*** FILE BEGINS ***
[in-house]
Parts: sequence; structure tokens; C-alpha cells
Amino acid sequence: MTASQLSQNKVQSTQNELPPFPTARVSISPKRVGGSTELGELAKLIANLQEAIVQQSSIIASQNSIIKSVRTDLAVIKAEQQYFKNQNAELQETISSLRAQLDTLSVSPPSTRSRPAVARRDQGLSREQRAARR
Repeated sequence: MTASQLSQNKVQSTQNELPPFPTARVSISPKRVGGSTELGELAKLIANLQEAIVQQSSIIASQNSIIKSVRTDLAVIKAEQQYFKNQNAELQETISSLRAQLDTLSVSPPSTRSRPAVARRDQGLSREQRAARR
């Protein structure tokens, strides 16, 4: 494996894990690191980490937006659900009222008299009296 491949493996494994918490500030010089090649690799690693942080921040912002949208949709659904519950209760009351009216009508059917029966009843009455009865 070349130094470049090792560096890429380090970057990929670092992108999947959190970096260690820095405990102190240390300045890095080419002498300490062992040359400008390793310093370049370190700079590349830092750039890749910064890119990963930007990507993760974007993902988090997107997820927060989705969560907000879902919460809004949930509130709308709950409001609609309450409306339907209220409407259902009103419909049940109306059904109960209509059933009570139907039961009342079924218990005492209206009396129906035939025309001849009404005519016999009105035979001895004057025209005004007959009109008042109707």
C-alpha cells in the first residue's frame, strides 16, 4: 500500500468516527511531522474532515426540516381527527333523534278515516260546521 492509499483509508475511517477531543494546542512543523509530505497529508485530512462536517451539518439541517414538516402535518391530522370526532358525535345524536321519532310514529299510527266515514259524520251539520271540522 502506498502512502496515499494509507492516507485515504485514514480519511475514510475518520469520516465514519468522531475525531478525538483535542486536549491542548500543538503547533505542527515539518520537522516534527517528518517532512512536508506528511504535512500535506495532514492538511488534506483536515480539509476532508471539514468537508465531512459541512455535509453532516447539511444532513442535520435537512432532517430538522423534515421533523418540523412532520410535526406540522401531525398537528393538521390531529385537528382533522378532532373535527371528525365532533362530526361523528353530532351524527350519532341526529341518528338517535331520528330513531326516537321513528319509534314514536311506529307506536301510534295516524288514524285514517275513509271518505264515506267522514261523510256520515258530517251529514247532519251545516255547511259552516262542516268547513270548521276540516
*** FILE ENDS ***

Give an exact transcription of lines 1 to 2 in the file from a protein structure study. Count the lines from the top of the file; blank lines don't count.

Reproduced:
[in-house]
Parts: sequence; structure tokens; C-alpha cells